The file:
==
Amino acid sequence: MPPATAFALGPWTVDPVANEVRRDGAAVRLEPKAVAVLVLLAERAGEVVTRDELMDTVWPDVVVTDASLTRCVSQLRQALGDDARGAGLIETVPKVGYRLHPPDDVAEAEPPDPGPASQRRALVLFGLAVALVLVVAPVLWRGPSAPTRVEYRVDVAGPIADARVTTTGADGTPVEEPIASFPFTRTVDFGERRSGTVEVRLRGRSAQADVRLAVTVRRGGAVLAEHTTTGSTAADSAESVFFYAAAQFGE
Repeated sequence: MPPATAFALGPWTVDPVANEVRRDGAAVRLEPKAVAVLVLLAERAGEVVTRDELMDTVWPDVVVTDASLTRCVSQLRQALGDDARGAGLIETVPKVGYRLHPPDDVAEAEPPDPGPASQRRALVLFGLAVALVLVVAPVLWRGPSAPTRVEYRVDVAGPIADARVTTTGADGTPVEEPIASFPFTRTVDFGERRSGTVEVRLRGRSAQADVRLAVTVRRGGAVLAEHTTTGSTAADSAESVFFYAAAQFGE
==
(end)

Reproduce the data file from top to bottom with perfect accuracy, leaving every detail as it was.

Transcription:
Amino acid sequence: MPPATAFALGPWTVDPVANEVRRDGAAVRLEPKAVAVLVLLAERAGEVVTRDELMDTVWPDVVVTDASLTRCVSQLRQALGDDARGAGLIETVPKVGYRLHPPDDVAEAEPPDPGPASQRRALVLFGLAVALVLVVAPVLWRGPSAPTRVEYRVDVAGPIADARVTTTGADGTPVEEPIASFPFTRTVDFGERRSGTVEVRLRGRSAQADVRLAVTVRRGGAVLAEHTTTGSTAADSAESVFFYAAAQFGE
Repeated sequence: MPPATAFALGPWTVDPVANEVRRDGAAVRLEPKAVAVLVLLAERAGEVVTRDELMDTVWPDVVVTDASLTRCVSQLRQALGDDARGAGLIETVPKVGYRLHPPDDVAEAEPPDPGPASQRRALVLFGLAVALVLVVAPVLWRGPSAPTRVEYRVDVAGPIADARVTTTGADGTPVEEPIASFPFTRTVDFGERRSGTVEVRLRGRSAQADVRLAVTVRRGGAVLAEHTTTGSTAADSAESVFFYAAAQFGE